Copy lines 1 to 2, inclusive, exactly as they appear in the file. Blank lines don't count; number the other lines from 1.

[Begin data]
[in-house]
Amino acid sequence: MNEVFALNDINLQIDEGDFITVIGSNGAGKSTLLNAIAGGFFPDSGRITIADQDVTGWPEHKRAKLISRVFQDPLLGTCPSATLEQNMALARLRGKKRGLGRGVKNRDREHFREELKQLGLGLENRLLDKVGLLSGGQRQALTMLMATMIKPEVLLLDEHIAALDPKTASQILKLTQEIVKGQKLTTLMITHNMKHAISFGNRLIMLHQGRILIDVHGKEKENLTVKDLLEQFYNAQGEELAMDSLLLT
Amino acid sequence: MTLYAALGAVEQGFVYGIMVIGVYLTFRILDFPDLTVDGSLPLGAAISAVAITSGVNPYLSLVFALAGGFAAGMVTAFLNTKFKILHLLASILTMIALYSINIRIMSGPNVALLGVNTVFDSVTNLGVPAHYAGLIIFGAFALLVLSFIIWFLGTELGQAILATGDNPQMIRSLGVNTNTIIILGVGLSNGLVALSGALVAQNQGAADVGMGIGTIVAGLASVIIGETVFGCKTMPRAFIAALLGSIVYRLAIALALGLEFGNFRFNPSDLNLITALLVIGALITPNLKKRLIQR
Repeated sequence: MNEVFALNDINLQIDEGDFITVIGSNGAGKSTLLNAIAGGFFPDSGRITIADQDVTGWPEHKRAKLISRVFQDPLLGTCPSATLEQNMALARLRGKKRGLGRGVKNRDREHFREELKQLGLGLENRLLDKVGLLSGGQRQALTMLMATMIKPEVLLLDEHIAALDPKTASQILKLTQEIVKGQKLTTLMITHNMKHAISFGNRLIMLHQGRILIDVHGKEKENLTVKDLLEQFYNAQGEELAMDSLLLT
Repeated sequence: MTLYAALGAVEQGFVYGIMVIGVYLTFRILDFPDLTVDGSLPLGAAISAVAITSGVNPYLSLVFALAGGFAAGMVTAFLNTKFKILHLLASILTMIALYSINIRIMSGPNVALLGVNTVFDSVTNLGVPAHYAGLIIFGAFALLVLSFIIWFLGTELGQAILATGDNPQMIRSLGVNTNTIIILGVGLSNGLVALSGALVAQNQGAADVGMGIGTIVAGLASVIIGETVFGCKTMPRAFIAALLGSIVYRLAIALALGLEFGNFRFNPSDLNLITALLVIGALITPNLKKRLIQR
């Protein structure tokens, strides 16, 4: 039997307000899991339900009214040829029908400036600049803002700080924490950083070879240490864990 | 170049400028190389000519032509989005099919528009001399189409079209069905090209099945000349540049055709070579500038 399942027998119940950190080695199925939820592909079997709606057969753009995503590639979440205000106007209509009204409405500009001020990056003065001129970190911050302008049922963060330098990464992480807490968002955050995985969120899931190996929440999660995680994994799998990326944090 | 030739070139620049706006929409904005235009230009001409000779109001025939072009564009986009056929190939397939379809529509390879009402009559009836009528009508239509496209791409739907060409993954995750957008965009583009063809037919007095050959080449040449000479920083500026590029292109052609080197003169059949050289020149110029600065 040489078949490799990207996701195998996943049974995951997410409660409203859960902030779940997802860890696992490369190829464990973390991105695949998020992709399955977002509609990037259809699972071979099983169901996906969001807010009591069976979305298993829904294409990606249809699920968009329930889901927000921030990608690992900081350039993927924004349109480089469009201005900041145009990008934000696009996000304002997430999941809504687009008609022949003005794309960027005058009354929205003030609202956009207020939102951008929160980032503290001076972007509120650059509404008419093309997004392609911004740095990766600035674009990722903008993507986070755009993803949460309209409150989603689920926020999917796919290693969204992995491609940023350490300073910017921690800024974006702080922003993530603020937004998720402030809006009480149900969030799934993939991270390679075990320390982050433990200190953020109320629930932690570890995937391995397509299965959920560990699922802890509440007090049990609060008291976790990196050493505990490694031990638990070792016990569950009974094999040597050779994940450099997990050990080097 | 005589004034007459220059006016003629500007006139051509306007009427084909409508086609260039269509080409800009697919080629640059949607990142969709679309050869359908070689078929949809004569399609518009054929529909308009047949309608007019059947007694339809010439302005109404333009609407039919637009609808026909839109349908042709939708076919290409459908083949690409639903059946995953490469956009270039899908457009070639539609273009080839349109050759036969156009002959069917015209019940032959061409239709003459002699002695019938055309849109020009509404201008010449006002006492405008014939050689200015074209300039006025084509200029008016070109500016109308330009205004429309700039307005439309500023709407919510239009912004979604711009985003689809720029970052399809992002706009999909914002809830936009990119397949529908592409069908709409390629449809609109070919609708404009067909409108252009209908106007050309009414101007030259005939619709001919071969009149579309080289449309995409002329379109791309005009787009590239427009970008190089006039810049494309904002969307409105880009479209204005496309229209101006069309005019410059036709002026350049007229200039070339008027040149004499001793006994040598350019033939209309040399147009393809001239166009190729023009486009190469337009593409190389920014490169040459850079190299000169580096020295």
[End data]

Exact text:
[in-house]
Amino acid sequence: MNEVFALNDINLQIDEGDFITVIGSNGAGKSTLLNAIAGGFFPDSGRITIADQDVTGWPEHKRAKLISRVFQDPLLGTCPSATLEQNMALARLRGKKRGLGRGVKNRDREHFREELKQLGLGLENRLLDKVGLLSGGQRQALTMLMATMIKPEVLLLDEHIAALDPKTASQILKLTQEIVKGQKLTTLMITHNMKHAISFGNRLIMLHQGRILIDVHGKEKENLTVKDLLEQFYNAQGEELAMDSLLLT